Authors: Wang SY, Hall J, Pollack CE, Adelson K, Davidoff AJ, Long JB, Gross CP
Title: Associations Between End-of-Life Cancer Care Patterns and Medicare Expenditures.
Journal: J Natl Compr Canc Netw 14(8):1001-8
Date: 2016 Aug
Abstract: BACKGROUND: The purpose of this study was to examine the extent to which patterns of intensive end-of-life care explain geographic variation in end-of-life care expenditures among cancer decedents. METHODS: Using the SEER-Medicare database, we identified 90,465 decedents who were diagnosed with cancer in 2004-2011. Measures of intensive end-of-life care included chemotherapy received within 14 days of death; more than 1 emergency department visit, more than 1 hospitalization, or 1 or more intensive care unit (ICU) admissions within 30 days of death; in-hospital death; and hospice enrollment less than 3 days before death. Using hierarchical generalized linear models, we estimated risk-adjusted expenditures in the last month of life for each hospital referral region and identified key contributors to variation in expenditures. RESULTS: The mean expenditure per cancer decedent in the last month of life was $10,800, ranging from $8,300 to $15,400 in the lowest and highest expenditure quintile areas, respectively. There was considerable variation in the percentage of decedents receiving intensive end-of-life care intervention, with 41.7% of decedents receiving intensive care in the lowest quintile of expenditures versus 57.9% in the highest quintile. Regional patterns of late chemotherapy or late hospice use explained only approximately 1% of the expenditure difference between the highest and lowest quintile areas. In contrast, the proportion of decedents who had ICU admissions within 30 days of death was a major driver of variation, explaining 37.6% of the expenditure difference. CONCLUSIONS: Promoting appropriate end-of-life care has the potential to reduce geographic variation in end-of-life care expenditures.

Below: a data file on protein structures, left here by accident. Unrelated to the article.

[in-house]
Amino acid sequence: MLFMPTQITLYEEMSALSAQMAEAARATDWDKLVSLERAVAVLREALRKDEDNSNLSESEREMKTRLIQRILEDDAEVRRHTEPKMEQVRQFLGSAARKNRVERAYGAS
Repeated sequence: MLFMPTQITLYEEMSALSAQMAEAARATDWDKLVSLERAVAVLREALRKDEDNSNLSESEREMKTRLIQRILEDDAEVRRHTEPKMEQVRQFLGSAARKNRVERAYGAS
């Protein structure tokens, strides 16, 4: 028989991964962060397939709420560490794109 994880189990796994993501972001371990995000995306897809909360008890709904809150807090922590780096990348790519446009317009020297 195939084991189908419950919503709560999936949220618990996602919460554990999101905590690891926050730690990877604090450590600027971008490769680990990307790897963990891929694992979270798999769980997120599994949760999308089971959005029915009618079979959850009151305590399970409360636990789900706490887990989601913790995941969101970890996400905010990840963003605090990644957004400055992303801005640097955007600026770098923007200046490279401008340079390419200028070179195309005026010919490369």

Last Updated: 24 Mar 2016